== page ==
Two Door Cinema Club

There's no sign of new songs, but under the tongue-in-cheek guise of a tribute act the Bangor boys make a long-awaited reconnection with their roots

So, welcome to this week's worst kept secret. The announcement that the tribute band 'Tudor Cinema Club' would be playing some of Ireland's most well-trodden gig venues this week fooled a few people at first (ahem…) before pennies eventually dropped that there was more to it than that.

Reviews of Sunday night's show in Galway confirmed the inevitable, and following a second gig in Dublin, it was on to Belfast to complete the mini-tour with the band's first hometown performance since Belsonic in August 2012. In fact, this week has marked the Bangor trio's first live shows anywhere since they played London's O2 Arena in December 2013 – nearly two-and-a-half years ago.

By the way, kudos to them in a) the self-deprecating way that they chose to come back, knowing that reaction at home would be along the lines of 'there’s a Two Door tribute band?! really?!' and b) keeping ticket prices so low. A world-class band for £6 is nothing to be sniffed at.

You wouldn’t know they had been away for so long. Alex Trimble may have grown his hair to somewhere past his ears and further cultivated that bizarre American twang (G-Mac will breathe a sigh of relief when he hears it) but otherwise it's business as usual, as Trimble, Sam Halliday and Kevin Baird (and two sidemen, including their phenomenal cyborg of a drummer) lock in together, as tight and powerful as ever. It's a joy to hear those guitar fireworks and effervescent choruses as loud as this again. The time away has not dulled their shine.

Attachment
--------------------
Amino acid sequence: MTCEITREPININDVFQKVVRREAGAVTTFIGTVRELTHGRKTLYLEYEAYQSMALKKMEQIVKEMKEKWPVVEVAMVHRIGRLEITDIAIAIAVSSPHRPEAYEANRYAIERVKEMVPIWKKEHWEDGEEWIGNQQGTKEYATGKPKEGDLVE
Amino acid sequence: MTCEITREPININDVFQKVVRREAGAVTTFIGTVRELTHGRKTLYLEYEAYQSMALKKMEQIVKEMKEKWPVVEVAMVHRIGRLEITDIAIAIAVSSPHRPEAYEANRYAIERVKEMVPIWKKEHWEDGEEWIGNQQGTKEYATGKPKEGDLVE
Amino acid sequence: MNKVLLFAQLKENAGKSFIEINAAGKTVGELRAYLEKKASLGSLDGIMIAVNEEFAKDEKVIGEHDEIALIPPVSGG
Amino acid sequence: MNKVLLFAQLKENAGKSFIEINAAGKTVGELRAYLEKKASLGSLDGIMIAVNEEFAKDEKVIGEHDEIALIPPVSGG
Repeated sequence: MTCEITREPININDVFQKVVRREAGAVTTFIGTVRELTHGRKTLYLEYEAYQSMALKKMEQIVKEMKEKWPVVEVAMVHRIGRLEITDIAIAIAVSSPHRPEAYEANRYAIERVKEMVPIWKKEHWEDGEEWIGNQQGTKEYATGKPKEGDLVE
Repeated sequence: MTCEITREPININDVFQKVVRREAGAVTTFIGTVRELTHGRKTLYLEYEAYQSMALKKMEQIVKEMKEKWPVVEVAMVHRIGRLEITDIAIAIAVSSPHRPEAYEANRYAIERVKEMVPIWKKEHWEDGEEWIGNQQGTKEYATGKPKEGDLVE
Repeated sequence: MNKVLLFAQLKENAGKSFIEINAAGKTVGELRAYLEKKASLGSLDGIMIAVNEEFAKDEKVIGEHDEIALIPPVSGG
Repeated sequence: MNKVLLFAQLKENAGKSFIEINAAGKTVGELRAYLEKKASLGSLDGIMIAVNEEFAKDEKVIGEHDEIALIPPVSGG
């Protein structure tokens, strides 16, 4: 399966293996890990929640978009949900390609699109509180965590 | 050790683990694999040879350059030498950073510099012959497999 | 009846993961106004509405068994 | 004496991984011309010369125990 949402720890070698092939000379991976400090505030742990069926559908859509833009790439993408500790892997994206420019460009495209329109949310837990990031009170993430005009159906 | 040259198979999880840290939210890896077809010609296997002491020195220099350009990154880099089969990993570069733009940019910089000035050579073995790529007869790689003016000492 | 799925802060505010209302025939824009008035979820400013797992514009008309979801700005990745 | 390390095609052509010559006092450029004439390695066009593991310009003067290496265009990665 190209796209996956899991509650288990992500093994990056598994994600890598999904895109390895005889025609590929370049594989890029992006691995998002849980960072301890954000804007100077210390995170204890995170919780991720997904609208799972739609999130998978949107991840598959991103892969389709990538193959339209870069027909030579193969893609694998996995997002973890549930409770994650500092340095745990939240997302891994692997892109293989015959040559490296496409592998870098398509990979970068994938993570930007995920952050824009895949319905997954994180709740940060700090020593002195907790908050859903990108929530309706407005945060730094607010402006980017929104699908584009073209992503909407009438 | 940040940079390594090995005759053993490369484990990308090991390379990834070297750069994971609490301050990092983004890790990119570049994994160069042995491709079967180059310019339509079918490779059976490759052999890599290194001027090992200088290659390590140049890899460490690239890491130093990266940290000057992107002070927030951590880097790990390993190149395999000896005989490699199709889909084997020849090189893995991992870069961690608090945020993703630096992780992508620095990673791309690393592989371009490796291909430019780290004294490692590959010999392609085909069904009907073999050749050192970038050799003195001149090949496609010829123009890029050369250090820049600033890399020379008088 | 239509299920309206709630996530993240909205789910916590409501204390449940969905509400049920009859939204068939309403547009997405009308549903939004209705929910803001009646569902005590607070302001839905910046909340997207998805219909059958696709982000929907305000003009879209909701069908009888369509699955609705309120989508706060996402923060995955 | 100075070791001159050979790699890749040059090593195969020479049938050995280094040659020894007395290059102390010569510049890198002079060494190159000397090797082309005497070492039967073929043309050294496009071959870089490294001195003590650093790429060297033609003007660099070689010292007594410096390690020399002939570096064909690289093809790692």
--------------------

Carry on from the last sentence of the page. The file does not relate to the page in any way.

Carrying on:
As you might expect, there's a valedictory air to proceedings. Although the band recently tweeted that their third album is finished, precisely no new songs are aired. The closest we get is 2013's one-off single 'Changing Of The Seasons', which sounds much improved in its live incarnation – a touch slower, stripped of Madeon's tacky production and adorned with a lovely croon and Alex Turner-esque swagger from Trimble. Gone is the frail boy of a few years ago – these days Trimble is a confident, cocksure showman, and all the better for it.

Otherwise the hits come thick and fast – 'Sleep Alone', a punchy 'Undercover Martyn', 'This Is The Life' with Alex appearing to whoop with joy at being back on stage, 'I Can Talk', a chiming 'Something Good Can Work'. Halfway through, 'Come Back Home' is triumphant, Sam grinning with delight as his fingers dance around the fretboard, peeling off those needling riffs.

At the song's close, Alex declares that 'it feels f**king great to be back in Belfast, finally' before pausing for a bashful hello to the band's mums in the crowd.

It's a perfectly chosen moment made all the more resonant when followed up with 'Sun', a song about heartache and homesickness, with that lovely line about hearing 'distant drumlins' – a nod to their County Down upbringing. As if to emphasise the point (if not labour it), Alex follows it up by toasting the Belfast crowd with a pint of Guinness. 

As the 75-minute set gallops towards its climax, the Two Door formula, which barely changed between the first two albums, does begin to wear a bit thin – you'd hope that album number three will put that right and see them move their sound on a bit further.

But tonight, and this week of not-so-secret shows, isn't about musical progression. It's about a band getting back to what they are best at and making a genuine reconnection with their fans. They've done that admirably.